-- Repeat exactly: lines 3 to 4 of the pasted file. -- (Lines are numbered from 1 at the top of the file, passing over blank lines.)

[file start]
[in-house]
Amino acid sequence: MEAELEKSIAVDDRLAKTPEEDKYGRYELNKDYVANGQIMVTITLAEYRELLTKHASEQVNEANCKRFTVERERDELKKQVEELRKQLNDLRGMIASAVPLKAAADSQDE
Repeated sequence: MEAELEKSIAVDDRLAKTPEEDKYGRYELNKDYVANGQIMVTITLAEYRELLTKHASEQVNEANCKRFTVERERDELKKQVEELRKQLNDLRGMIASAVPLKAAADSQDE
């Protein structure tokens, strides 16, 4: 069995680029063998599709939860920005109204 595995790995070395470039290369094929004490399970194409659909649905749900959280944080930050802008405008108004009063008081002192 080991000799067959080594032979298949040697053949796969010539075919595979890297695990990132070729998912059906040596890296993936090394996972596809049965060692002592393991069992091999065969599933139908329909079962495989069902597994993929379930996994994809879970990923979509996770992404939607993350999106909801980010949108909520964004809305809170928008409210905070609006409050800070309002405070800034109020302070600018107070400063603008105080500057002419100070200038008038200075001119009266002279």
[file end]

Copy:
Repeated sequence: MEAELEKSIAVDDRLAKTPEEDKYGRYELNKDYVANGQIMVTITLAEYRELLTKHASEQVNEANCKRFTVERERDELKKQVEELRKQLNDLRGMIASAVPLKAAADSQDE
């Protein structure tokens, strides 16, 4: 069995680029063998599709939860920005109204 595995790995070395470039290369094929004490399970194409659909649905749900959280944080930050802008405008108004009063008081002192 080991000799067959080594032979298949040697053949796969010539075919595979890297695990990132070729998912059906040596890296993936090394996972596809049965060692002592393991069992091999065969599933139908329909079962495989069902597994993929379930996994994809879970990923979509996770992404939607993350999106909801980010949108909520964004809305809170928008409210905070609006409050800070309002405070800034109020302070600018107070400063603008105080500057002419100070200038008038200075001119009266002279």